“Discerning Your Feelings: Anxiety or the Spirit?” Ensign, April 2019
The scriptures teach us a pattern for spiritual communication: “The fruit of the Spirit is love, joy, peace, longsuffering, gentleness, goodness, faith, meekness, [and] temperance” (Galatians 5:22–23). These spiritual feelings and actions contribute to an overall sense of “goodness and righteousness and truth” (Ephesians 5:9). Understanding the nature of spiritual communication is vital as you seek to receive revelation, respond to spiritual promptings, and build spiritual power.
As the above scripture suggests, spiritual communication often comes to you through your feelings. Feelings, both positive and negative, serve a functional purpose and can bless your life as you learn from the information they provide. In addition, some feelings can help you discern spiritual promptings. For example, when you are calm and relaxed, you may find it easier to ponder on the things of God and receive spiritual promptings with clarity of mind. Yet sometimes your feelings can create challenges to discerning spiritual promptings. Anxiety is one such feeling.
There are mild or moderate levels of anxiety that may be helpful to you, such as nervousness before giving a talk in church, giving a presentation at work, or taking a university exam. If you had no nervousness before taking an exam, you probably would not feel a need to study, which would likely result in a low grade. Thus, pre-test anxiety can help you improve your grade by creating momentum to get you to study.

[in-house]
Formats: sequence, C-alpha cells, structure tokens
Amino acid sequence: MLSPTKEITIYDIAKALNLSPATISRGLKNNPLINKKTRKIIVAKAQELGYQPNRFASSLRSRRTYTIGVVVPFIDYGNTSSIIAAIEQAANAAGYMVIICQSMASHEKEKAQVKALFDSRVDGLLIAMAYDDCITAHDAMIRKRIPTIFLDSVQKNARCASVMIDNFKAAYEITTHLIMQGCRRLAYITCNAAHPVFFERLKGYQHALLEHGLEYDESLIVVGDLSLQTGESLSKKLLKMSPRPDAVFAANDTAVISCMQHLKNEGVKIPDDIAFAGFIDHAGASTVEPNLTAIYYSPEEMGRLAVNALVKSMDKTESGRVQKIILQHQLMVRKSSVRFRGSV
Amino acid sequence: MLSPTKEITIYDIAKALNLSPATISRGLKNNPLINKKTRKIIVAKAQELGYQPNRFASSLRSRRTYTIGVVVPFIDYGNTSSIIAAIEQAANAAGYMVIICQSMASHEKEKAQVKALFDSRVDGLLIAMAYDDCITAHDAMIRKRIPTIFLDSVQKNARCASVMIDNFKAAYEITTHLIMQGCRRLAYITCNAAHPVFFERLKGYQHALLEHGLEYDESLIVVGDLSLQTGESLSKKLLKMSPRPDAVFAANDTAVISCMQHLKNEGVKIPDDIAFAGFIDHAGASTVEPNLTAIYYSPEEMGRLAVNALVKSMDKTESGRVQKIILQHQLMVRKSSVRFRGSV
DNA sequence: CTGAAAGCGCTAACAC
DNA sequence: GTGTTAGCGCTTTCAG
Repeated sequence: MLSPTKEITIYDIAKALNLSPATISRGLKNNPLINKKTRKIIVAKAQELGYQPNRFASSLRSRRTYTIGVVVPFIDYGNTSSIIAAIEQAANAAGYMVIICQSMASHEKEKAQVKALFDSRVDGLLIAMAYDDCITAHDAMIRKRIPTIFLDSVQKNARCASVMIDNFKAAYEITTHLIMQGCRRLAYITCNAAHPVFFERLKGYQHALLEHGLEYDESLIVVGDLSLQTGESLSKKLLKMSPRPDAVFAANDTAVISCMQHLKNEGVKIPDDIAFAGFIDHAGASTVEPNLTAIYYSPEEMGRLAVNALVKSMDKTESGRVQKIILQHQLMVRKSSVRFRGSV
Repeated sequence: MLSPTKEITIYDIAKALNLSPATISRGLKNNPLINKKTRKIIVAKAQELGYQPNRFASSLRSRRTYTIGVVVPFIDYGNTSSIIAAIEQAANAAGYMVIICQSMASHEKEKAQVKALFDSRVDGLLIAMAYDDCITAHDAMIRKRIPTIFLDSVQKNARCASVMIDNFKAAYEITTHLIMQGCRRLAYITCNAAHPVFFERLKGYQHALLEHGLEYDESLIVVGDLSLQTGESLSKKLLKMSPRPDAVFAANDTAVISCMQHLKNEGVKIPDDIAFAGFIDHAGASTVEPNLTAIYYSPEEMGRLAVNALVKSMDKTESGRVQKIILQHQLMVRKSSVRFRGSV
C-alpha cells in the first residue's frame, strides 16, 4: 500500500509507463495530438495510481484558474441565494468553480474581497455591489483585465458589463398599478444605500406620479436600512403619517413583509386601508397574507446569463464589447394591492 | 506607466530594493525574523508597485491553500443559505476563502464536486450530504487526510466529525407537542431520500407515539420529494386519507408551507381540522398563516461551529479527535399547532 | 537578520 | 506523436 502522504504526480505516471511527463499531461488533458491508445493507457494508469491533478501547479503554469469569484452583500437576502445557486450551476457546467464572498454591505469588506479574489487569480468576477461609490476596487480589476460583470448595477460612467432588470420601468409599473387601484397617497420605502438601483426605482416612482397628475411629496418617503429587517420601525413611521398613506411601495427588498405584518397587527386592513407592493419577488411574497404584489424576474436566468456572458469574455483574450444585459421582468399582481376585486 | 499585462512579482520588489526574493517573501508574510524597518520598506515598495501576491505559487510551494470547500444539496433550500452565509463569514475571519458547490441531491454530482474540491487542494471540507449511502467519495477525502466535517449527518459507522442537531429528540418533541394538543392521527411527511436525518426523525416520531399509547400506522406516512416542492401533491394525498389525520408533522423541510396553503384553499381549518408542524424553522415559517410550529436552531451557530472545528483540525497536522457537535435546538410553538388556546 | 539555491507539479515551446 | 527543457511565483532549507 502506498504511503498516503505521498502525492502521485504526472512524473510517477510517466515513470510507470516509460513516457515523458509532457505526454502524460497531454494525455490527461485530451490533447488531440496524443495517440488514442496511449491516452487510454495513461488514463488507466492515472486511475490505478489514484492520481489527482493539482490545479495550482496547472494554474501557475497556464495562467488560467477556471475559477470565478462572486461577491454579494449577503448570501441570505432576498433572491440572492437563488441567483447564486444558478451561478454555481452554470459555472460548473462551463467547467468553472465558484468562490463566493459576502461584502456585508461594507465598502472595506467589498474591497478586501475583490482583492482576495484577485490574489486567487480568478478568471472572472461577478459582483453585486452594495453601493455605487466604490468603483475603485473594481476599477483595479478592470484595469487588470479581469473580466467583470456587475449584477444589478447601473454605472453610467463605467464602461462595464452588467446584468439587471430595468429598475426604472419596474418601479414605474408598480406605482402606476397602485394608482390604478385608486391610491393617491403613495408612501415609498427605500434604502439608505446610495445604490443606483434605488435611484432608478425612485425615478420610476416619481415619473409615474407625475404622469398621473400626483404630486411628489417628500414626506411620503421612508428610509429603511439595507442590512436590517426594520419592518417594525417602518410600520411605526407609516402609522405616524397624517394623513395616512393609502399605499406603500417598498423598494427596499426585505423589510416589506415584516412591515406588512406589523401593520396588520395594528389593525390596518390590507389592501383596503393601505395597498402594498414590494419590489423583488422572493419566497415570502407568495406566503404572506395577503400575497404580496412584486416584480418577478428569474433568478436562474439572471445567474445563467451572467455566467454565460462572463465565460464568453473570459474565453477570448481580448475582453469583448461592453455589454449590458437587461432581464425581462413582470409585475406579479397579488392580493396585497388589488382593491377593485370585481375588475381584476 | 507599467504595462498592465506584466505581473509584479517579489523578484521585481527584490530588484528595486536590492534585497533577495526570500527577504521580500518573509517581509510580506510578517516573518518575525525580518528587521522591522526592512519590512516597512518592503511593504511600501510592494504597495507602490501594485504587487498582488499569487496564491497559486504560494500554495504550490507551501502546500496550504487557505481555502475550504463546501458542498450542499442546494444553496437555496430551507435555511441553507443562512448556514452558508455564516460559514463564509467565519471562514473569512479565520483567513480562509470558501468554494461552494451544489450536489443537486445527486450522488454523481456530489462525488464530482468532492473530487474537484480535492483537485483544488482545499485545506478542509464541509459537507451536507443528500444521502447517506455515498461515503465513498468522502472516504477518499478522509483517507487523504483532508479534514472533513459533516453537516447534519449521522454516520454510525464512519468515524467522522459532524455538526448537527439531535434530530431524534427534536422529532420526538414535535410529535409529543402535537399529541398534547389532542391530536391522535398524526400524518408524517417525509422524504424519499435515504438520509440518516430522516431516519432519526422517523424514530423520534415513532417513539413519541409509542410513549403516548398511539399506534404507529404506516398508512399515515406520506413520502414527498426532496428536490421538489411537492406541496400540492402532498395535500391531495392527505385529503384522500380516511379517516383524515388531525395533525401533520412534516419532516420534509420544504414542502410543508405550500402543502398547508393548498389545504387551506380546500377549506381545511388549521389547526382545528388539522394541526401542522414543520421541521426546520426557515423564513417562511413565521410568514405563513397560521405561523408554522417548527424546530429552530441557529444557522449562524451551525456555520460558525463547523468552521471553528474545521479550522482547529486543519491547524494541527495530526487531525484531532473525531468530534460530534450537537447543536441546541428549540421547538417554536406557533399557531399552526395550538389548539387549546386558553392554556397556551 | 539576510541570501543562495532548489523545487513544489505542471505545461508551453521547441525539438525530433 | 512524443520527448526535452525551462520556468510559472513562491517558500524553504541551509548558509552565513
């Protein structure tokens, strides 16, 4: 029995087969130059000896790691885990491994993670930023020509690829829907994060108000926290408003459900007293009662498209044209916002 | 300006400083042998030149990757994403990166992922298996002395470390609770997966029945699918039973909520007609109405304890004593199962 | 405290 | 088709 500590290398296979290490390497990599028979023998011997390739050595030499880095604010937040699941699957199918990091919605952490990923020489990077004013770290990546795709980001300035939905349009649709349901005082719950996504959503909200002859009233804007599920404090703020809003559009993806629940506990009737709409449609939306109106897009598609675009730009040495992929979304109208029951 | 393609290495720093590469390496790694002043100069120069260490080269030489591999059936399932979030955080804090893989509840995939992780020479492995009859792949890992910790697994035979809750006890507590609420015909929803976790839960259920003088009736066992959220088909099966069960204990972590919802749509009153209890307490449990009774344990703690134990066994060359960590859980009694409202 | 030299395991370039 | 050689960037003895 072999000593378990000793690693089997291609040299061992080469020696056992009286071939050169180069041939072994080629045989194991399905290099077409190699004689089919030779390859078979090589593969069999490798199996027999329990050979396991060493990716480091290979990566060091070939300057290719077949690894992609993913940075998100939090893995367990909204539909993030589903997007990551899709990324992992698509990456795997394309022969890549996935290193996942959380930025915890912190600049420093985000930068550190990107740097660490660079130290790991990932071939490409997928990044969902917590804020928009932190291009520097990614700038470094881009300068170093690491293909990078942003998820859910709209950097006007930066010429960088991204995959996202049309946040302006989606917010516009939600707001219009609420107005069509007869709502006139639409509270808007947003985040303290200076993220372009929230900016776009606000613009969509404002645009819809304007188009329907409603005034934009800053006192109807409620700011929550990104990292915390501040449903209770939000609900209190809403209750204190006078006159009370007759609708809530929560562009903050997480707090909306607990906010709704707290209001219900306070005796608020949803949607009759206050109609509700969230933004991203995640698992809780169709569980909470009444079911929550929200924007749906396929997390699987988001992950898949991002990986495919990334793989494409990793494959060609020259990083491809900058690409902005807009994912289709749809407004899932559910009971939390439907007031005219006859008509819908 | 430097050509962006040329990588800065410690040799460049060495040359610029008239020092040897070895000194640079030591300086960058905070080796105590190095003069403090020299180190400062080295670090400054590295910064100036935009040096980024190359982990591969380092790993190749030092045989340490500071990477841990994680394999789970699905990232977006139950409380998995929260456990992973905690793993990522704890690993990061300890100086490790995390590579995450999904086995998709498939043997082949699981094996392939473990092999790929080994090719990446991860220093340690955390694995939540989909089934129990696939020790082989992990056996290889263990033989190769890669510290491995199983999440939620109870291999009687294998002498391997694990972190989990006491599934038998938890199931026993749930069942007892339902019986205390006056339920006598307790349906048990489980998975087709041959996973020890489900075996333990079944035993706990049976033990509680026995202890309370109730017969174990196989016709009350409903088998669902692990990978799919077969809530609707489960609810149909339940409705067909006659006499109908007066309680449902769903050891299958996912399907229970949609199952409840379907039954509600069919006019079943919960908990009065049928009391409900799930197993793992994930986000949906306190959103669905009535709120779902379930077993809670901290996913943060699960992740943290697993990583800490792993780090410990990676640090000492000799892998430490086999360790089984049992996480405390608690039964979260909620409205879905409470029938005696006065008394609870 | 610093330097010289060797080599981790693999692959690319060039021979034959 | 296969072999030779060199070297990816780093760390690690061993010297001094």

Likewise, this type of anxiety can help you spiritually by motivating you to more conscientiously study gospel doctrine, seek peace, and invite the Spirit into your heart. At this level, despite the anxiety you feel, you may be able to discern easily the presence of the Spirit.
However, very high levels of anxiety impair performance. In our test-taking example, this means that even if you have studied a lot and know the material, if your anxiety is too high, you may not be able to think clearly during the test and may end up performing poorly. High levels of anxiety can cause spiritual impairment as well. When your anxiety is out of control, it is difficult to discern the Spirit’s promptings.
Consider some Book of Mormon examples of moderate and high levels of anxiety. As you can see from the following scriptures, moderate levels of anxiety helped prophets work more diligently for the benefit of their people:
“Mine anxiety is great for you. … I have exhorted you with all diligence” (2 Nephi 6:3).
“I desire that ye should remember to observe the statutes and the judgments of the Lord; behold, this hath been the anxiety of my soul” (2 Nephi 1:16).
“Because of faith and great anxiety, it truly had been made manifest unto us concerning our people” (Jacob 1:5).
On the other hand, higher levels of anxiety threatened to undermine a prophet’s ability to carry out the task before him. The prophet Jacob said, “Behold … I will unfold this mystery unto you; if I do not, by any means, get shaken from my firmness in the Spirit, and stumble because of my over anxiety for you” (Jacob 4:18; emphasis added). Elder Neal A. Maxwell (1926–2004) of the Quorum of the Twelve Apostles clarified: “There is a difference, therefore, between being ‘anxiously engaged’ and being over-anxious.”1
If you become overanxious and are unable to manage the sensations of your anxiety in a healthy way, your anxiety will likely intensify and may include symptoms such as a pounding heart, shortness of breath, nausea, dizziness, and the like. If you have difficulty working in a healthy way to soothe overanxiety, you may find anxiety taking over your life. In a near-chronic state of anxiety, you may notice a sense of spiritual confusion or stupor, wondering if your anxious feelings are promptings of the Spirit.